Querying and Why It Sucks For Colossally Impatient Folk

On May 15, 2013, I started a novel. I know this because I keep a word count spreadsheet to track my various projects. Unlike all my other novels, where I got discouraged around the 30,000 word mark, I raced through this one. By September, I’d realized A) I was going to be way over my targeted word count, B) parts of it needed a massive rewrite. In the past, this would’ve been the point where I gave up and started a new shiny project. But this one was different. This one I wanted to finish, and finish right. At the end of January I’d completed two rounds of rewriting and polishing, and in February, I did another word-cutting and tightening edit. Then a different kind of anxiety hit. Holy crap, I thought, I’m finished. And it’s the best thing I’ve ever written.

I sent my first round of queries on February 12th. I’d decided to do ten at a time, in case I needed to make adjustments to the query letter or the book. Five quick rejections came back. I wallowed in the depths of despair for a week. Then I took another look at my query letter. I thought it was pretty decent, but decided the nautical terminology might be off-putting to non-boating folk. I eliminated it. I also realized I was querying a fantasy novel, but hadn’t really mentioned the magic. Finally, despite my sort-of-hatred for such things, I added a kicky This-Meets-This comparison that I thought described the feel of the world. I sent more queries.

Either my email was hitting the right inboxes or my changes were good, because that second query letter hasn’t gotten a rejection yet. (Of course, saying this will jinx it, but I don’t really care, because it’s unreasonable to expect it won’t get rejected at some point. It just hasn’t this month.)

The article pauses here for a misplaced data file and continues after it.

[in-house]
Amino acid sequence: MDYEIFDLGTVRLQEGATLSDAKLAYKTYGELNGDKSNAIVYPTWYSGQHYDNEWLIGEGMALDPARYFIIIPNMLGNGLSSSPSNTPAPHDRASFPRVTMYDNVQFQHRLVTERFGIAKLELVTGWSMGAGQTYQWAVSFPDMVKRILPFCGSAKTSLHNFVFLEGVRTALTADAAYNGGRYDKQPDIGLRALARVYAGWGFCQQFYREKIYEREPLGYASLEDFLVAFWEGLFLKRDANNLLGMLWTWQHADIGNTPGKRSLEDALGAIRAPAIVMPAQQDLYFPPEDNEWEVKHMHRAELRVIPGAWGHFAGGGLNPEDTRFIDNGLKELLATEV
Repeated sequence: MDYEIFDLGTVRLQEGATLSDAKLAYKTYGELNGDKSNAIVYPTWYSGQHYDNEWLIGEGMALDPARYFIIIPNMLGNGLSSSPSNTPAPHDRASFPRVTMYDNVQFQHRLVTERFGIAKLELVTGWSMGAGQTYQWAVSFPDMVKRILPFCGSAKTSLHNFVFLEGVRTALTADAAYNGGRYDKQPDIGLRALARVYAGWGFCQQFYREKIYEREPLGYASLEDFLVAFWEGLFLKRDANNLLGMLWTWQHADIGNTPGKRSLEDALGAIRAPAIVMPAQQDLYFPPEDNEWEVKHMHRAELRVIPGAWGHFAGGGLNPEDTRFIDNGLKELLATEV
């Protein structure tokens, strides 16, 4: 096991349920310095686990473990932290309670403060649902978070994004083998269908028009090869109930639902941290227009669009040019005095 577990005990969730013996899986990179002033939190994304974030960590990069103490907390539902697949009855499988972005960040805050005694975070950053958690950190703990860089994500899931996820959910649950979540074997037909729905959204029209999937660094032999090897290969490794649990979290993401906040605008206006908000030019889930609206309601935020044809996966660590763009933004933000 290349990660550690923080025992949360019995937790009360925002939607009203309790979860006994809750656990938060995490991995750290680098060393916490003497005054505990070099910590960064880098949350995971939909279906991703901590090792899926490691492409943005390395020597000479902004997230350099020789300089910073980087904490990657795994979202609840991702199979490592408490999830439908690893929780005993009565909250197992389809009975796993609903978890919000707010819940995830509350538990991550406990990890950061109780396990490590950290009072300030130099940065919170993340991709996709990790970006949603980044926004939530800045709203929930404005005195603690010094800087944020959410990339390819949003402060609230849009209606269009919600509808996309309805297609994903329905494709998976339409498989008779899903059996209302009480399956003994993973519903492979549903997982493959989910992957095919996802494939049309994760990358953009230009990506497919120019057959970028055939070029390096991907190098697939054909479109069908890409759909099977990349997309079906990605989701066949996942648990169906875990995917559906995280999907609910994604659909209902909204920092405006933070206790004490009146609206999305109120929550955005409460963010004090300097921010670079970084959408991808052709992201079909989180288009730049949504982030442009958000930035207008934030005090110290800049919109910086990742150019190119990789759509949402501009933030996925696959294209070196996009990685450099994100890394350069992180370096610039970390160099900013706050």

At this stage in my querying process, I have two full manuscripts and two partials with agents. I also have another full and a partial that were the result of a contest win (people not on my original querying list). I’m pretty encouraged, because five rejections and four requests is a pretty decent ratio.

Aaaaand… then I realized how long it takes agents to actually get around to reading your stuff. Because, let’s face it, we all dream of the agent seeing our thing and being like, “This sounds SO AMAZING I’m going to drop everything and read all 100,000 words of it immediately!” That dream stays alive… for about the first 48 hours. Because yeah. This is not so much how it works in real life. I have an account on Querytracker now and I can see the data on how long it takes agents to read partials and fulls. Patience may be a virtue, but it ain’t mine.

—- I was in the middle of another thought, but another agent requested a full literally as I was typing GAAAAHHHHHHHH peace out I can’t handle this process!!! :-P

 

2 comments

    1. Thanks! Just hoping the book doesn’t fall apart in the middle in a way that makes everyone universally reject it. But every time someone asks for pages I feel like my chances just improved a little!

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